Srinagar: The High Court of J&K and Ladakh Tuesday held that suspension of an employee was not a punishment but it amounts to the same due to very strong stigmatic social connotations once it was prolonged.
A division bench of Chief Justice Pankaj Mithal and Justice Wasim Sadiq Nargal observed while dismissing the government's appeal against the Central Administrative Tribunal (CAT) order of April 27 this year.
The CAT in its order had set aside J&K Home Department’s order issued in February 2018 whereby Hilal Ahmad Rather, a government employee, was placed under suspension.
In his plea before the CAT, Rather had contended that as per the prescribed procedure, the order of suspension was required to be followed by a memorandum of charge or chargesheet against him and in case any inquiry was required to be conducted, the same had to be done “expeditiously”.
He said that no chargesheet was served upon him despite an efflux of more than four years from the date he was placed under suspension.
The division bench pointed out that from the perusal of the CAT’s order, it was apparent that despite the time given to the counsel for the government, no response was ever filed.
The bench said that the tribunal keeping in view the urgency involved in the petition that the petitioner was due to retire on April 30, 2022, took up the case for hearing and after appreciating all the material facts on record, quashed the order of suspension and held the petitioner entitled for consequential dues as per the rules.
In the appeal against the tribunal’s order before the High Court, the government contended that the charges against the employee were very serious and that the tribunal did not provide ample time for response.
Disagreeing with the government’s contention, the division bench observed that on the one hand, the authorities vehemently pleaded that there were very serious charges against the employee and on the other hand failed to discharge obligations to proceed under the law by issuing a chargesheet and conducting an inquiry after placing him under suspension for more than four years.
“No plausible reasons have been explained for such a delay for not framing the chargesheet, even after a lapse of more than four years,” the court said.
Underscoring that no reason whatsoever had been spelled out by the authorities for such a delay in filing the chargesheet, the court said: “Since, as per the stand of the respondents (authorities), there were grave charges against the applicant (the employee) then in that eventuality, the respondents could have acted with promptitude by issuing a chargesheet by holding an inquiry within a stipulated time, but the respondents by their conduct have waived of their right either to chargesheet against the delinquent employee or conducting any inquiry.”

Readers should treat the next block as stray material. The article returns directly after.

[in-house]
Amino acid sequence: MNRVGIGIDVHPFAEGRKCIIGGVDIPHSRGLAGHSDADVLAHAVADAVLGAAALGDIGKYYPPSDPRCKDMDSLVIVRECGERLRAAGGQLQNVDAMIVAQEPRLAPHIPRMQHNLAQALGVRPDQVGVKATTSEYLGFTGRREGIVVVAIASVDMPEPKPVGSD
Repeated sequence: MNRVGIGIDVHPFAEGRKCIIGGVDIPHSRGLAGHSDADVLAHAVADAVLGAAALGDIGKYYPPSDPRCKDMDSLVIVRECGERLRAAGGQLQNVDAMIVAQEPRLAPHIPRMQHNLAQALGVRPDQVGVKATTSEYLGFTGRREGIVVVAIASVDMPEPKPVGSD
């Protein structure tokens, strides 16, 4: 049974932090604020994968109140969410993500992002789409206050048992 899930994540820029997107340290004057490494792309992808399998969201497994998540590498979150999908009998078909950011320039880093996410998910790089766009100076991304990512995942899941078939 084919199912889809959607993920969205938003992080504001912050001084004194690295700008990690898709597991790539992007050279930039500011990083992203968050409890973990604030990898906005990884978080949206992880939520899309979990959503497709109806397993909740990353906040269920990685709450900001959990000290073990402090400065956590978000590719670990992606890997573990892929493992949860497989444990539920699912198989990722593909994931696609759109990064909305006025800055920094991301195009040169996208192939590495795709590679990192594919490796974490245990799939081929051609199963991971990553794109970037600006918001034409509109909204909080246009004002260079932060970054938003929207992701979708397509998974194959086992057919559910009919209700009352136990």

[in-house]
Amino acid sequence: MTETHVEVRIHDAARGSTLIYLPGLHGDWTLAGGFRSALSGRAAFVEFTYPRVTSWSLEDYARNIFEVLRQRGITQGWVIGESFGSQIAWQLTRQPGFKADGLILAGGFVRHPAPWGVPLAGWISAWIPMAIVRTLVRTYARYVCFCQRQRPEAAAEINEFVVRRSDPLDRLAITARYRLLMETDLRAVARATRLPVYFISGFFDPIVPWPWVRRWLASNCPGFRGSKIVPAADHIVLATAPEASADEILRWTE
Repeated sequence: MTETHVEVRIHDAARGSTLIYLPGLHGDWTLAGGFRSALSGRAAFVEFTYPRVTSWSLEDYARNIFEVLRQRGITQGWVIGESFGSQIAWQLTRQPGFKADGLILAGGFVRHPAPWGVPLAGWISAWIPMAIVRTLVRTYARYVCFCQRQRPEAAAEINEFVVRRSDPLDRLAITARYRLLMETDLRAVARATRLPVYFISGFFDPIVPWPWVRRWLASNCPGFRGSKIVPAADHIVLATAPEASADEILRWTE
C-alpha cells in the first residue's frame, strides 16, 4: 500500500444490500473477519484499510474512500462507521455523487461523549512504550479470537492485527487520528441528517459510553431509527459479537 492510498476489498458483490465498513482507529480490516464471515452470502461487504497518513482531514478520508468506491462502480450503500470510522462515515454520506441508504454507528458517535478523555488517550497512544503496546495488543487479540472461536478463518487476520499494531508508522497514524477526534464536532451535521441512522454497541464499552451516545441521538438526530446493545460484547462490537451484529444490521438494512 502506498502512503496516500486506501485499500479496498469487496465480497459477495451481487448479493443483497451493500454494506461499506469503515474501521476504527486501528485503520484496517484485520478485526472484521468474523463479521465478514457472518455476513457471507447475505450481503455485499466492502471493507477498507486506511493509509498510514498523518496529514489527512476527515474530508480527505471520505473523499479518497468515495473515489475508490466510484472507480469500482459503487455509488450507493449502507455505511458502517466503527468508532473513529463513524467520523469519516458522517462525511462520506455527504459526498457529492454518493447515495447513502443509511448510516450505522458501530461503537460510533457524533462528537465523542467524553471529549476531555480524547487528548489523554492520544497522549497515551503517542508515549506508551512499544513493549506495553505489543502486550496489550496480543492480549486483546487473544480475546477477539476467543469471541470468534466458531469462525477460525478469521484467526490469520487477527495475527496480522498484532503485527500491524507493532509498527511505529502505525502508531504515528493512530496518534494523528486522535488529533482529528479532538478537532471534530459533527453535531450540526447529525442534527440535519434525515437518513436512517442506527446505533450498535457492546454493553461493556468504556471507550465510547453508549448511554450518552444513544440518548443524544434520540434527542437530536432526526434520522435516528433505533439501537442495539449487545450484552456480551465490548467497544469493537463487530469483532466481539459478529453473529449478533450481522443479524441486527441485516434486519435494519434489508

The court said that the law was settled by the Supreme Court in various authoritative pronouncements that although suspension was not a punishment but once it was prolonged (in this case for four years), then it amounts to punishment, as it had a very strong stigmatic social connotations.
The court observed that from the perusal of the order of suspension, it was clear that the inquiry was required to be completed within 15 days, “which itself proves beyond any shadow doubt that the State was conscious of the seriousness and urgency involved in the matter, yet they slept over the matter for four long years to initiate an inquiry by way of issuing chargesheet to the delinquent”.
The court noted that by keeping the employee under suspension for four long years, he had been put under a lot of stress and temporary deprivation of his full wages over this period.
“And such inaction on part of the respondents indicates a total lack of seriousness in dealing with the matter as it was expected on the part of the respondents to have acted with promptitude by conducting the inquiry within the stipulated time,” the court said.